In my previous post, "Range," I went to great lengths on making sure your vehicle had enough fuel to evacuate during an emergency. One of my readers called and pointed out something I neglected to mention. It's important enough that it deserves a post all its own.
It's possible to have more than enough fuel to get to your destination, but still run out before you get there. During the hurricane evacuations of 2005, quite a few people ran out of fuel while sitting in traffic. Your vehicle only has enough fuel to get you where you are going if you are actually moving.
Now plenty of you are thinking that if stuck in traffic, just turn the car off. Sometimes that's the thing to do. Lots of people don't figure that out and burn fuel when they don't have to. Sometimes it's almost necessary to keep the engine running. If it's 105 degrees and your vehicle has sick, elderly or very young children in the car, running the air conditioning is a safety issue. The same can be said on the other extreme -below zero temperatures and people aren't dressed for the cold. Then need the heater.
A little forethought can make all the difference. If everyone has plenty of cool water to drink, keeping the AC off is easier to deal with. In cold weather, being properly dressed for cold weather and having a thermos of hot coco can sure help. In the winter, my vehicles normally have sleeping bags and space blankets.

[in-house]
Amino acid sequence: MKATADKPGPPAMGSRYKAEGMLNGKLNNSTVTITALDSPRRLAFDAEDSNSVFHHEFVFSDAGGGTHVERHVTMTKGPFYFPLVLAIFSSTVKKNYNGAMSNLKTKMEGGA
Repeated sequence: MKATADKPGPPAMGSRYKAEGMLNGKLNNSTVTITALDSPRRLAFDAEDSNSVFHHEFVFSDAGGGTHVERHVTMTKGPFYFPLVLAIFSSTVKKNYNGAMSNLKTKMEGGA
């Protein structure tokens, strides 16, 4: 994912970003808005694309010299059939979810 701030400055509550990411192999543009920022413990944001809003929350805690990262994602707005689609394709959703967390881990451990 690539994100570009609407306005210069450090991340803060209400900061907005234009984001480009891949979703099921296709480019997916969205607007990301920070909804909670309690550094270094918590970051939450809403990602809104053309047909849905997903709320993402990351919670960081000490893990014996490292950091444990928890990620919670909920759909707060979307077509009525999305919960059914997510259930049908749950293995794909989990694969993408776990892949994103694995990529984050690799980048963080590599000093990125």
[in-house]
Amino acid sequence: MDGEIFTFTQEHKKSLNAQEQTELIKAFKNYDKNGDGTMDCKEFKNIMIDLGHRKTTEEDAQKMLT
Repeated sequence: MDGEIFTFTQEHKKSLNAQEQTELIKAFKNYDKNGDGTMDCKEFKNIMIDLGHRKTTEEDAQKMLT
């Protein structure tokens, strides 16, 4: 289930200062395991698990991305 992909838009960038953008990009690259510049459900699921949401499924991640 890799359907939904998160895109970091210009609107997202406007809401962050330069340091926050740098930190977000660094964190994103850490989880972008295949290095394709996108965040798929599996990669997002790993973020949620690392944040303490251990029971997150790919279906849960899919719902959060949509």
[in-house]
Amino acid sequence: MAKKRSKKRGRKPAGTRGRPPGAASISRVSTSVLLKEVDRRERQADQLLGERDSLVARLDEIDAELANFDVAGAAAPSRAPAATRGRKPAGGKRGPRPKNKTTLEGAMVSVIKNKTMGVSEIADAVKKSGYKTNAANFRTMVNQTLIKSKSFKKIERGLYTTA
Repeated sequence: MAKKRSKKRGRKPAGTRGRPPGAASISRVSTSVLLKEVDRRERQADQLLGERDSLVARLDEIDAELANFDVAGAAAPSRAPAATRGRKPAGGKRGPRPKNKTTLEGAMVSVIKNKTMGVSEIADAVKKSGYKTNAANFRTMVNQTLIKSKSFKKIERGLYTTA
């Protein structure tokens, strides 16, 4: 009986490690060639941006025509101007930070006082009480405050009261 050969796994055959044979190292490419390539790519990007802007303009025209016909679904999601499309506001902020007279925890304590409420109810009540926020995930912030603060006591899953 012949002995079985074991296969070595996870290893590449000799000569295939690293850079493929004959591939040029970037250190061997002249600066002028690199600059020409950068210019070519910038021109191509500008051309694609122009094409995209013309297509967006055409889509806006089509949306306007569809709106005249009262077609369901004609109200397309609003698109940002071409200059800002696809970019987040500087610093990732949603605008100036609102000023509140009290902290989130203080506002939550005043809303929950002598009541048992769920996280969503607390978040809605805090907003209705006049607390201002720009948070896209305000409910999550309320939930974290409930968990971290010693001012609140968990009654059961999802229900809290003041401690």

Sometimes it's not possible to turn off the engine. Traffic moves often enough that nothing is gained by turning the engine off, but it's stop and go the whole time. That kind of driving eats fuel.
The best thing is to avoid the whole stuck in traffic scenario in the first place. The best thing is to get out of Dodge early and beat the rush. If you know a hurricane may hit your area in 3 days, don't wait for the last day to try and leave. That's where having a bug out bag really pays off. Once the decision to go is made, you can just grab your bag, and any last minute items and hit the road.
Of course, some emergencies give no warning. If the chemical plant down wind has an accident, everyone will be trying to leave at once. Preplanning alternate routes could save the day. Sometimes the highways are in gridlock, but secondary roads are still moving. Don't assume because they show up on the map that you'll be able to use them. The map is not the territory. For example, most maps, including Google maps, and my GPS, show a bridge near me a being in service. It's been closed to vehicle traffic for years. Make sure your alternate route is real. Drive it once in a while. Try and find alternate routes to your alternate routes. Even though they aren't perfect, keep a current road atlas in your vehicle in case you get detoured and need to find a new way on the fly.
There may be ways out of town that most people don't know of: logging roads, fire roads, roads along rail beds, private roads, farm roads, power lines, dry canals -think outside the box. Maybe you could use things like connecting parking lots and service roads to get around a blocked section of highway. Know the territory.
When you sit down to figure out how much range you can get out of your fuel, allow for detours, stop and go traffic, and all the rest.
One more thing to figure out -your vehicle's fuel mileage. Many of you know how many miles per gallon your vehicle gets in day to day driving. Mileage may vary when the vehicle is loaded to the gills with people and gear.
I had a nice little economy car that normally got 32 - 35. With a canoe on the roof and all my camping gear in the trunk and back seat, it got as little as 18 mpg. One more thing to consider.
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